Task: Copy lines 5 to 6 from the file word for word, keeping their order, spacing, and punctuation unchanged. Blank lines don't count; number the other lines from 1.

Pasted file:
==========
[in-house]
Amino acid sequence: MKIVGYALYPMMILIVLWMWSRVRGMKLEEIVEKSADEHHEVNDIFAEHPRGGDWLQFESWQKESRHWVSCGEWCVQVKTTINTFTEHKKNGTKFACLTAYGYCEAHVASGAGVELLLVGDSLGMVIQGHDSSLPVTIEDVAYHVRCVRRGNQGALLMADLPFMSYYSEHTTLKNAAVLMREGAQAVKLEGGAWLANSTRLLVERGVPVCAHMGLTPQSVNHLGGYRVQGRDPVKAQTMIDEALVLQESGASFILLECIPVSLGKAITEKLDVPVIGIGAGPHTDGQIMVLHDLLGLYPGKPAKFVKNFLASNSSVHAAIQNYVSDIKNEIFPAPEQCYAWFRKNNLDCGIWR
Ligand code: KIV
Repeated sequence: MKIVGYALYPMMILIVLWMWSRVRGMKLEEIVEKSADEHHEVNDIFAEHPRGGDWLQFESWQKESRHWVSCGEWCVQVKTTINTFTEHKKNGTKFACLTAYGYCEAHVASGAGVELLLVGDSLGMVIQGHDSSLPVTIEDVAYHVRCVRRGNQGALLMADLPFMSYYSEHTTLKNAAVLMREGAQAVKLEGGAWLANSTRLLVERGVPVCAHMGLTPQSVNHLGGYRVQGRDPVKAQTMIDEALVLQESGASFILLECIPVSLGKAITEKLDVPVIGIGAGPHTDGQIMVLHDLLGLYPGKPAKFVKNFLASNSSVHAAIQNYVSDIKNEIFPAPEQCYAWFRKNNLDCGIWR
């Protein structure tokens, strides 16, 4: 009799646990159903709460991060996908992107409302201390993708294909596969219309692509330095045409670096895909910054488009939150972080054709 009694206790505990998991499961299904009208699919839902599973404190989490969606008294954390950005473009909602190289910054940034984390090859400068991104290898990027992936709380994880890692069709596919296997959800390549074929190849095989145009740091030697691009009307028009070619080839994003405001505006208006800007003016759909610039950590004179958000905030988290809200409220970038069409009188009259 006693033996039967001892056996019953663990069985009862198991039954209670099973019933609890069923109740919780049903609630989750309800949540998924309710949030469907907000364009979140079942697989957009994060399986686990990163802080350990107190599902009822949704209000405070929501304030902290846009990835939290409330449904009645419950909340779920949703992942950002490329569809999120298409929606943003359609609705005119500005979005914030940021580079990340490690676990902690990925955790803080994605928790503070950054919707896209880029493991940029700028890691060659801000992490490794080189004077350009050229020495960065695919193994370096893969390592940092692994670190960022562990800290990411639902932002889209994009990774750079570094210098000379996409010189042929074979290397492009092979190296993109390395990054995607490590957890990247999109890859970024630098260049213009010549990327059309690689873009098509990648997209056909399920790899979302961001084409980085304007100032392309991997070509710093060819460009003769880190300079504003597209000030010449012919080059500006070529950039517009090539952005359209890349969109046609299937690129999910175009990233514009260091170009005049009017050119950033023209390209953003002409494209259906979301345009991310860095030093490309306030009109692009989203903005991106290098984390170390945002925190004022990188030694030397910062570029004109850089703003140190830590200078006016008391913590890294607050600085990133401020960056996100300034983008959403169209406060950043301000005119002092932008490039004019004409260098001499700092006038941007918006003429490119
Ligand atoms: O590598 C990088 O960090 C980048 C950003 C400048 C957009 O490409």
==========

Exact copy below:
């Protein structure tokens, strides 16, 4: 009799646990159903709460991060996908992107409302201390993708294909596969219309692509330095045409670096895909910054488009939150972080054709 009694206790505990998991499961299904009208699919839902599973404190989490969606008294954390950005473009909602190289910054940034984390090859400068991104290898990027992936709380994880890692069709596919296997959800390549074929190849095989145009740091030697691009009307028009070619080839994003405001505006208006800007003016759909610039950590004179958000905030988290809200409220970038069409009188009259 006693033996039967001892056996019953663990069985009862198991039954209670099973019933609890069923109740919780049903609630989750309800949540998924309710949030469907907000364009979140079942697989957009994060399986686990990163802080350990107190599902009822949704209000405070929501304030902290846009990835939290409330449904009645419950909340779920949703992942950002490329569809999120298409929606943003359609609705005119500005979005914030940021580079990340490690676990902690990925955790803080994605928790503070950054919707896209880029493991940029700028890691060659801000992490490794080189004077350009050229020495960065695919193994370096893969390592940092692994670190960022562990800290990411639902932002889209994009990774750079570094210098000379996409010189042929074979290397492009092979190296993109390395990054995607490590957890990247999109890859970024630098260049213009010549990327059309690689873009098509990648997209056909399920790899979302961001084409980085304007100032392309991997070509710093060819460009003769880190300079504003597209000030010449012919080059500006070529950039517009090539952005359209890349969109046609299937690129999910175009990233514009260091170009005049009017050119950033023209390209953003002409494209259906979301345009991310860095030093490309306030009109692009989203903005991106290098984390170390945002925190004022990188030694030397910062570029004109850089703003140190830590200078006016008391913590890294607050600085990133401020960056996100300034983008959403169209406060950043301000005119002092932008490039004019004409260098001499700092006038941007918006003429490119
Ligand atoms: O590598 C990088 O960090 C980048 C950003 C400048 C957009 O490409």